This sustainable meat source often gets overlooked. Here's why you should give goat a place at your table.

Thirty years ago, few Americans were familiar with goat cheese, but today the fresh creamy cheese is everywhere. Now sustainable-farming advocates hope we'll also fall in love with goat meat. Shirley Richardson, a small-scale Vermont farmer, is one of those advocates. She saw that the goat dairy industry generates a significant number of kids (baby goats) each year to keep their mothers producing milk. Dairy farms have no need for males and keep only some females, resulting in a lot of extra young goats. Explains Richardson, "Farmers welcomed help figuring out a way to put these surplus animals to productive use in the food chain."

Richardson co-founded Vermont Chevon and has been working to develop a sustainable and humane model for raising dairy goats for the meat market. While goat meat is popular worldwide, in America it has typically been limited to smaller ethnic markets and restaurants (Indian, Caribbean, Mexican). But that's changing as some upscale restaurants, including Chicago's Girl & the Goat, as well as Whole Foods Market and specialty butchers are adding it to their mix. Adam Danforth, butcher and James Beard Award-winning author, notes it's a challenge for retailers to carry goat meat: "There's slow progress, but I see it happening."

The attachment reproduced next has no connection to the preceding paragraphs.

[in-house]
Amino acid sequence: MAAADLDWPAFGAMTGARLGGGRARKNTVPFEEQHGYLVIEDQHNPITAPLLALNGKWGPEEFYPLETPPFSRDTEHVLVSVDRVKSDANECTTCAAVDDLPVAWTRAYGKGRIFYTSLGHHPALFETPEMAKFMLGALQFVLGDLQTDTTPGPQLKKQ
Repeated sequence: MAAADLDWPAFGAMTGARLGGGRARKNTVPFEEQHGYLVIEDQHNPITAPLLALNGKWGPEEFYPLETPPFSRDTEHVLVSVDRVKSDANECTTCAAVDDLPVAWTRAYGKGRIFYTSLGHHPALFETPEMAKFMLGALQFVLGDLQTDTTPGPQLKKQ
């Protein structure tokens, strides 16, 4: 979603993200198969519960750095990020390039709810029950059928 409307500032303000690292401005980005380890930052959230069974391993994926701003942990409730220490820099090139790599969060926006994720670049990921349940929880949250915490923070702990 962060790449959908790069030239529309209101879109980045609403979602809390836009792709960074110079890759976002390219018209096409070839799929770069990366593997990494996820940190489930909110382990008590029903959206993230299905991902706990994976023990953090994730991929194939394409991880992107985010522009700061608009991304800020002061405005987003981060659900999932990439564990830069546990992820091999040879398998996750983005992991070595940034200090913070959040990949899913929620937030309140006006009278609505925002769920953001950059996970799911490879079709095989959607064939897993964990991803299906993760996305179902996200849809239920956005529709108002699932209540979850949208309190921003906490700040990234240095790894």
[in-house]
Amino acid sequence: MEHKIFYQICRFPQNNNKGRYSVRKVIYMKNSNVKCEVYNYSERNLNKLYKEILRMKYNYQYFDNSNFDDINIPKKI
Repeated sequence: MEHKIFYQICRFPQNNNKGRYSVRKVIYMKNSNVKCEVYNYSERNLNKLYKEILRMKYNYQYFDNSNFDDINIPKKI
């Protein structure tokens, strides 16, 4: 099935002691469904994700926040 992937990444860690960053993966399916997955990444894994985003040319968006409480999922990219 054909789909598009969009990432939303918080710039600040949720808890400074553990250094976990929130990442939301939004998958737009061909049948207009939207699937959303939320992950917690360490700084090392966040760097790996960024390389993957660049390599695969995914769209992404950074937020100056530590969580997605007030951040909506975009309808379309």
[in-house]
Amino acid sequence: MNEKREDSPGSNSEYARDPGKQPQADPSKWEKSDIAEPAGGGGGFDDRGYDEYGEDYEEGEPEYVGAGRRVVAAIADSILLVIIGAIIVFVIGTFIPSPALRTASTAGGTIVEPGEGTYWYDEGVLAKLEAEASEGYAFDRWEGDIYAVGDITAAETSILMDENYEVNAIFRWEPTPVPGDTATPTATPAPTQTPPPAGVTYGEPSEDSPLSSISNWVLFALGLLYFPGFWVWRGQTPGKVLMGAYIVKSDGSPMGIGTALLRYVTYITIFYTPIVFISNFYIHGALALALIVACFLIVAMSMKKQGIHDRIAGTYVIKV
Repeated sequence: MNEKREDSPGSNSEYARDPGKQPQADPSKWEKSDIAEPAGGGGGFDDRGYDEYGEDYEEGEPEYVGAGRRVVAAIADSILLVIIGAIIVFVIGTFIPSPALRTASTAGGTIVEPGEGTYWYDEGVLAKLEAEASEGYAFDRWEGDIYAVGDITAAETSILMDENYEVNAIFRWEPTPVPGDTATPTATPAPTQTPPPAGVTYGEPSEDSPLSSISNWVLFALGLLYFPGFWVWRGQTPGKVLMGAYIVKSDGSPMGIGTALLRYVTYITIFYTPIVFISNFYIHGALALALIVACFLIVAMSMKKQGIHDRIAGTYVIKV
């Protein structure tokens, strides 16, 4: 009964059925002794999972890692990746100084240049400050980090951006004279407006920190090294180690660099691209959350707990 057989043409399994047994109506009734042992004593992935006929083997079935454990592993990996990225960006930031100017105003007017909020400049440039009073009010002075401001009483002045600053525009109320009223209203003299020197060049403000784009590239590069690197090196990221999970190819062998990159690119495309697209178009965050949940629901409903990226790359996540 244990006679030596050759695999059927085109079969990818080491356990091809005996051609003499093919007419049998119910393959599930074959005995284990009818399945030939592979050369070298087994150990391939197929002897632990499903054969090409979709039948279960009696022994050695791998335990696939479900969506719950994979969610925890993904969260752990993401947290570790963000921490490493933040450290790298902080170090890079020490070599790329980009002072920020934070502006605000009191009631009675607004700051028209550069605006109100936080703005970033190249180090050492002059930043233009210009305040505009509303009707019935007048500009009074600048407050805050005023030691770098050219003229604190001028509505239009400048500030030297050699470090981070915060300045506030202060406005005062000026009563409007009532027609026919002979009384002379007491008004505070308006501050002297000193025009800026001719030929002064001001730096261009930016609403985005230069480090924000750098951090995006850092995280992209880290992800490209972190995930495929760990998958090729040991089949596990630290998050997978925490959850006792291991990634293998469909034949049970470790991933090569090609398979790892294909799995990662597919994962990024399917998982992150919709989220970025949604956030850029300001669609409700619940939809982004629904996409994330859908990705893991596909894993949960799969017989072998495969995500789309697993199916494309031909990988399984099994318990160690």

Another important task, Richardson says, is "educating chefs and consumers about this healthy and flavorful meat." Goat meat has about the same amount of protein as chicken breast and more iron than beef. "Goat is a good example of a meat that is ignored, based on ignorance," says Danforth. "It's delicious. Sweet, mild and not gamy at all. People are pleasantly surprised when they try goat-everyone from foodie laymen to really experienced chefs."

Try Goat at Home

Try our recipe for Indian-spiced Goat Curry or check out Goat: Meat, Milk, Cheese by Bruce Weinstein and Mark Scarbrough, a cookbook with recipes for Jamaican jerk goat, kebabs and more.